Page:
On the other side, the right to terminate the pregnancy is a cold infringement on the child’s right to live, a dangerous shortcut escape from responsibility as a parent or certain anticipated hardships, a naziesque means of extermination and a multibillion dollar, government-funded industry of legalized murder. For us, it meant losing an otherwise perfectly healthy child.
There are hundreds of surgical and medical procedures that are standard or common, but none are without their own risk of complications. No matter what side of the issue you’re on–whether you believe in the legitimacy of the practice and are trying to stand up for women’s rights or you believe the practice is murder that was wrongfully legalized–abortion itself is not a risk free operation. According to the abortion recovery nonprofit Ramah International, the procedure carries many different health risks that could cause serious complications, including scarring and injury on the uterine wall, blood clots in the uterus, pelvic infection and cuts or tears of the cervix. The procedure can even make it more difficult for the mother to get pregnant again.
But in considering risks and complications of abortion, what’s very rarely touched on are the potential psychological and emotional repercussions that can hit those who have had the procedure.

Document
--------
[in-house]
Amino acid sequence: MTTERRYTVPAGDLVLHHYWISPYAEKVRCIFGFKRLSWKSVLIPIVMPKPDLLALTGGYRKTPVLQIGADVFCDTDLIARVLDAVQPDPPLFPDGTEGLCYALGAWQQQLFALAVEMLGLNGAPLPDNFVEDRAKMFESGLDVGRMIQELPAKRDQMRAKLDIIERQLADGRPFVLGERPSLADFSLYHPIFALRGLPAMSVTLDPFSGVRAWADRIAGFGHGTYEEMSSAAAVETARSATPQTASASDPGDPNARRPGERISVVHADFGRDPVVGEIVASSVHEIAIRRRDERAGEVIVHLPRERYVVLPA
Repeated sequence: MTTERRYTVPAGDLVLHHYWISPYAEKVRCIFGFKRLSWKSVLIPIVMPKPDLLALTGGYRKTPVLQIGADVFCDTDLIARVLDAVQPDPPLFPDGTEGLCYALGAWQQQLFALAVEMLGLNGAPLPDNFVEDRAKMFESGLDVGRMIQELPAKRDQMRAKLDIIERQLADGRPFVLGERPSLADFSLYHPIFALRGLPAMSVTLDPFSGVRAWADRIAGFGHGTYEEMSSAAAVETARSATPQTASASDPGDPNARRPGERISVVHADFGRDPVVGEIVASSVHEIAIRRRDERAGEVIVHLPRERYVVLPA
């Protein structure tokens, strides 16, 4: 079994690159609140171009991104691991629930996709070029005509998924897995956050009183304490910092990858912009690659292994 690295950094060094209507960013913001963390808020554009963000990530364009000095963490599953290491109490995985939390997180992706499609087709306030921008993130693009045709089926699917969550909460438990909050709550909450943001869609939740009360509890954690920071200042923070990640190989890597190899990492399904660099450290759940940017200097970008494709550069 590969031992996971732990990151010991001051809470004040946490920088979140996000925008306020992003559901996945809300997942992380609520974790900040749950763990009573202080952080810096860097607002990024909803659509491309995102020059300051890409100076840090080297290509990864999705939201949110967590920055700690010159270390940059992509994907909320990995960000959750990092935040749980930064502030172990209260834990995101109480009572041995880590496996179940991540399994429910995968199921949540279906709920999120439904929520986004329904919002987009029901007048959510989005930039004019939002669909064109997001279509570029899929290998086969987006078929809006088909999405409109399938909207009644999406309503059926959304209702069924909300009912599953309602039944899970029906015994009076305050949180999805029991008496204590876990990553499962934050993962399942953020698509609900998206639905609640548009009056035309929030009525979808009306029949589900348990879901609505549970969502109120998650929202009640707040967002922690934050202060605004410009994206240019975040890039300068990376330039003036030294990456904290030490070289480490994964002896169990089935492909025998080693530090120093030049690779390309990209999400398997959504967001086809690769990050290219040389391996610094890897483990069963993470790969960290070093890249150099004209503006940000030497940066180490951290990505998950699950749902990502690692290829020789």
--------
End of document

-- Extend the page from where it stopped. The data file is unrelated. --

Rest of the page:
According to Dr. Priscilla K. Coleman, professor of human development and family studies at Bowling Green State University, researching any connections between abortion and mental health is incredibly difficult due to how sensitive the topic is.
“Perhaps even more serious than this,” she said in her 2017 article, Post-Abortion Mental Health Research: Distilling Quality Evidence from a Politicized Professional Literature, “are the well-entrenched, seldom-discussed professional gatekeepers, who encourage agenda-driven research and ignore fundamental scientific principles in order to fill journal articles with ‘evidence’ that abortion poses no risk to women’s health.”
But studies do show that mothers who have an abortion put themselves at risk of experiencing psychological and emotional repercussions of the procedure, a condition that’s been unofficially tagged Post Abortion Stress Disorder (PASS).
One report released in 2017 from the European Institute of Bioethics–The Psychological Consequences of Abortion–found that mothers may experience different states of mourning or grief as a result as a result of having an abortion. Like mothers whose pregnancies end in miscarriage, mothers who abort can experience a similar denial and anger. They’ll then experience doubt over their decision and guilt over the loss. It can then lead to anxiety and depression in many different forms, such as eating disorders, loss of self-esteem, sleep and relationship trouble, and thoughts of suicide. Both the abortion and the emotional experiences that follow can lead the mother to mistreat those closest to her, creating psychological strain on family members.